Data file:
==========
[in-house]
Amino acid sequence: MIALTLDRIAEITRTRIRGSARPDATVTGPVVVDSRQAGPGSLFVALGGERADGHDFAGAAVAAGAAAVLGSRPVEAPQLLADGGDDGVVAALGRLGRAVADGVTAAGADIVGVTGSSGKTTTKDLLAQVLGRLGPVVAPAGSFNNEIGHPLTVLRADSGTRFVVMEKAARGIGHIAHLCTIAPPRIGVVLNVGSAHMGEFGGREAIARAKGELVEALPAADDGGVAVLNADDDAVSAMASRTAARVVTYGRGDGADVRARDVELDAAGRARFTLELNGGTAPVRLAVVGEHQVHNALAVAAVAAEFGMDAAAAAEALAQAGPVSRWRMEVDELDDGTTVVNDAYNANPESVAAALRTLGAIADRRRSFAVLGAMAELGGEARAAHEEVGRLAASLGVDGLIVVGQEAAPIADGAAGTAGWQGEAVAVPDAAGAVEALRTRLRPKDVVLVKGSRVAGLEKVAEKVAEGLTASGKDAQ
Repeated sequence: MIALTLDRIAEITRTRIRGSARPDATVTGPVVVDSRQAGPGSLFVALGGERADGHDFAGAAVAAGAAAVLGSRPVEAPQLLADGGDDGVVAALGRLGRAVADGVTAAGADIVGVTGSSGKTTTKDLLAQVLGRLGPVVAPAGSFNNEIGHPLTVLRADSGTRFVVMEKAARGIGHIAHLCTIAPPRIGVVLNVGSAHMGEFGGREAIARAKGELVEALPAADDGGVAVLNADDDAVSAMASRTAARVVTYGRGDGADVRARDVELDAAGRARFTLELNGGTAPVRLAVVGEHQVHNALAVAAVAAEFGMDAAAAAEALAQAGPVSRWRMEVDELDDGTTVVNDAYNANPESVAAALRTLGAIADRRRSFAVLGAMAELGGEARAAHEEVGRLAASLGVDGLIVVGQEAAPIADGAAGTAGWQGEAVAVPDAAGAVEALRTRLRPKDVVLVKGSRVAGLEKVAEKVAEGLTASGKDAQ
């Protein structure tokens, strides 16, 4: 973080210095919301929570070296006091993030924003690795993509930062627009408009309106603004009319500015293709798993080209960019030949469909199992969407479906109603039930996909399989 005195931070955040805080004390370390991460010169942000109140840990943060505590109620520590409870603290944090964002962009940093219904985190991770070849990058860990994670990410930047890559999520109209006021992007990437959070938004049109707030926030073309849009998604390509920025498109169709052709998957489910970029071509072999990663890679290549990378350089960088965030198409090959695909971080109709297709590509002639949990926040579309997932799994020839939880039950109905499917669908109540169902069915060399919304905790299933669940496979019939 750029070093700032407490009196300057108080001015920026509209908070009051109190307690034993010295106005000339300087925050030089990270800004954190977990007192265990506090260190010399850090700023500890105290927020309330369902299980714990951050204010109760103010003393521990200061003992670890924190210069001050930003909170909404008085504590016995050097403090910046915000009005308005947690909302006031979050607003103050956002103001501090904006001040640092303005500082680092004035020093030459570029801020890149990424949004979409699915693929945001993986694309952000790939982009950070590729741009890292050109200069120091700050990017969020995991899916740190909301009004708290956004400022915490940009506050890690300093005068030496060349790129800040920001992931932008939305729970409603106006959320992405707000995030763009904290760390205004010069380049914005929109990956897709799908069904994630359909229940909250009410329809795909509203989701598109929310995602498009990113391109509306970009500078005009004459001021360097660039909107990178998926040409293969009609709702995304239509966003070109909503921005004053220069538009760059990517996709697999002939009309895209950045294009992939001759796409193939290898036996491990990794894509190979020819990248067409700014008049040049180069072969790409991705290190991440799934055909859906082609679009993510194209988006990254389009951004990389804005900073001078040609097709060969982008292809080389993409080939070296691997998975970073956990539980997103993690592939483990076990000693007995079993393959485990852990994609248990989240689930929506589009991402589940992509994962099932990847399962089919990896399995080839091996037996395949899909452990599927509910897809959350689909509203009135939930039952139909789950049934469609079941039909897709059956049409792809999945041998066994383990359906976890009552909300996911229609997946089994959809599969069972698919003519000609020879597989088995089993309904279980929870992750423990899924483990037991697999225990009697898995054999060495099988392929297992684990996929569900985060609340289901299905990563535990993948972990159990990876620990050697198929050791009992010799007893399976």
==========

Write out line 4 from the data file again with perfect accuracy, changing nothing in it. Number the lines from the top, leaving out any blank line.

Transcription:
């Protein structure tokens, strides 16, 4: 973080210095919301929570070296006091993030924003690795993509930062627009408009309106603004009319500015293709798993080209960019030949469909199992969407479906109603039930996909399989 005195931070955040805080004390370390991460010169942000109140840990943060505590109620520590409870603290944090964002962009940093219904985190991770070849990058860990994670990410930047890559999520109209006021992007990437959070938004049109707030926030073309849009998604390509920025498109169709052709998957489910970029071509072999990663890679290549990378350089960088965030198409090959695909971080109709297709590509002639949990926040579309997932799994020839939880039950109905499917669908109540169902069915060399919304905790299933669940496979019939 750029070093700032407490009196300057108080001015920026509209908070009051109190307690034993010295106005000339300087925050030089990270800004954190977990007192265990506090260190010399850090700023500890105290927020309330369902299980714990951050204010109760103010003393521990200061003992670890924190210069001050930003909170909404008085504590016995050097403090910046915000009005308005947690909302006031979050607003103050956002103001501090904006001040640092303005500082680092004035020093030459570029801020890149990424949004979409699915693929945001993986694309952000790939982009950070590729741009890292050109200069120091700050990017969020995991899916740190909301009004708290956004400022915490940009506050890690300093005068030496060349790129800040920001992931932008939305729970409603106006959320992405707000995030763009904290760390205004010069380049914005929109990956897709799908069904994630359909229940909250009410329809795909509203989701598109929310995602498009990113391109509306970009500078005009004459001021360097660039909107990178998926040409293969009609709702995304239509966003070109909503921005004053220069538009760059990517996709697999002939009309895209950045294009992939001759796409193939290898036996491990990794894509190979020819990248067409700014008049040049180069072969790409991705290190991440799934055909859906082609679009993510194209988006990254389009951004990389804005900073001078040609097709060969982008292809080389993409080939070296691997998975970073956990539980997103993690592939483990076990000693007995079993393959485990852990994609248990989240689930929506589009991402589940992509994962099932990847399962089919990896399995080839091996037996395949899909452990599927509910897809959350689909509203009135939930039952139909789950049934469609079941039909897709059956049409792809999945041998066994383990359906976890009552909300996911229609997946089994959809599969069972698919003519000609020879597989088995089993309904279980929870992750423990899924483990037991697999225990009697898995054999060495099988392929297992684990996929569900985060609340289901299905990563535990993948972990159990990876620990050697198929050791009992010799007893399976």